My father and mother were fundamentalist evangelical Baptist Christians, so their tolerance for any non-Christian belief was nearly non-existent, so in their eyes, their eight-year-old son could not possibly be praying to Egyptian gods, those "false idols" of the Pagan world. Of course, my parents treated my obsession with Egyptian religion, magic, mummification, and hieroglyphs as a passing childhood interest- you know, one among those many things that children pick up, enjoy the novelty of for as long as that lasts, and then move on to the next passing fancy. I had had the usual enchantments with cowboys and Indians, dinosaurs, and a very strange fixation with flags, so they assumed that my obsession with ancient Egypt was one of those and not the metaphysical passion that it really was.


​I checked out every book on things Egyptian from my school library and spent every night reading under the covers about Egyptian gods, temples, mummies, and hieroglyphs. Before I went to bed each night I propped one of my Egyptian picture books on the desk next to my bed and said my prayers to Isis, Osiris, Horus, Ptah, and Sekhmet. I asked the Gods to reveal their secrets to me, and then, one night prior to my 9th birthday, I asked those ancient Gods to reopen their temples for send me a path to them in this world.


One Saturday morning my parents and I were taking a walk through the touristy shopping district in historic Old Town San Diego, and as we passed the massive Bohanan's Pottery yard, full of its Mexican ceramics and outdoor fountains, I caught sight of a large sign that had a picture of Michelangelo's David on it and said Dergance Sculpture Studio. Curious because of the presence of the very recognizable David, I went up to a large window of the studio and peered inside. What I saw stole my breath and made my heart beat faster. Inside the small but beautifully appointed studio space were bookshelves, tables, and display stands filled with gilded replicas of the King Tutankhamun treasures, Egyptian gods and goddesses, and Classical and Renaissance marbles. A large marble reproduction of Michelangelo's David stood proudly in one corner of the studio, and beside it stood various other Greco-Roman sculptures, including a magnificent version of the famous Farnese Antinous, and several sizes of equally famous busts of Antinous. Roman gods peered out from every angle, including the Venus de Milo and Botticelli's Birth of Venus. A splendid Pan played His pipes and wagged His erection proudly. I couldn't believe my eyes. There was an entire shop filled with the gods and treasures I thought of as mine!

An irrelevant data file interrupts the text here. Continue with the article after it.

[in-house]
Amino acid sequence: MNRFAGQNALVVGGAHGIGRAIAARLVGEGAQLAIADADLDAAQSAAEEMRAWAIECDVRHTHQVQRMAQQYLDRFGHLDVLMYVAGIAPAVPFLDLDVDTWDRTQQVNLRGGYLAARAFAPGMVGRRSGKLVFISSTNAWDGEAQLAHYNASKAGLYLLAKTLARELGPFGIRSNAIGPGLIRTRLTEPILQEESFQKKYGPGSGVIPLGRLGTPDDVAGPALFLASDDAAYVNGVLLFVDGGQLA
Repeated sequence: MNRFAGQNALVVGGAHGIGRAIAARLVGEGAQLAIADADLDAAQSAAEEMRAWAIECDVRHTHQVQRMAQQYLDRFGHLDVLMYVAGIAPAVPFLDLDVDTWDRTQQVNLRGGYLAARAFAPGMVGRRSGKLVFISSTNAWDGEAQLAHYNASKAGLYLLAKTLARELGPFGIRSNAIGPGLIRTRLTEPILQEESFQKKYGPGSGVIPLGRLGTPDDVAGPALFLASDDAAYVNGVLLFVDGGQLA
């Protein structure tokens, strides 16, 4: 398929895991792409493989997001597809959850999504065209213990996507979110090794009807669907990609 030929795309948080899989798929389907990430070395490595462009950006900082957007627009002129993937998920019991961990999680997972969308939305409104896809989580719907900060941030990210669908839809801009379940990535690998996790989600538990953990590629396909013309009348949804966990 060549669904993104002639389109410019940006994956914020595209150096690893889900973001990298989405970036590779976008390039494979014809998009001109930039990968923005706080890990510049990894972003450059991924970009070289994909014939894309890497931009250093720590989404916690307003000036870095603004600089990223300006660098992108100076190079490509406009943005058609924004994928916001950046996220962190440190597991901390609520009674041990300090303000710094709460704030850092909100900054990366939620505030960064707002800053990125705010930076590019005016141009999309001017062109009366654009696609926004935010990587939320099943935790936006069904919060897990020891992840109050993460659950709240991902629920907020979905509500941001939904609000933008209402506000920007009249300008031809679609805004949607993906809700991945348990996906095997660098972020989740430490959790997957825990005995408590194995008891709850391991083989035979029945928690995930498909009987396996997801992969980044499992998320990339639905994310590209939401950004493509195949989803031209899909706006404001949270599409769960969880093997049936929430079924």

Dergance Sculpture Studio was owned by a charming senior couple, Maxine and Robert Dergance, who had traveled extensively throughout Egypt and Europe, collecting historical replicas and museum reproductions, including the extensive line of high-quality knock-offs of the Tutankhamun treasures produced by the Artisans Guild International company. Though their studio was closed on the day I first peered in the window, gushing to my parents how we just had to get inside, my mother took down the business phone number and called that week to make an appointment with Maxine Dergance. When finally the next weekend we walked into that studio, it was for me like that seminal moment when Egyptologist Howard Carter gazed into the treasure-crammed tomb of Tutankhamun for the first time. I felt I had come home, there in one place where the gods, my gods, and the kings who had first worshiped them, were represented in their golden and jewel-toned icons.


Maxine Dergance was a very unusual lady, a fascinating eccentric who talked to me about reincarnation and past lives in ancient Egypt, as I sat down with her at her large working table in Dergance Studio. As she described her travels in Egypt to me, she talked about feelings she had as she visited various temples and monuments, feelings of having been there before, in a different time thousands of years before. I whispered to her that I had had those same feelings and experiences when contemplating pictures of Egyptian locations and objects- that I also prayed to Egyptian gods.

bottom of page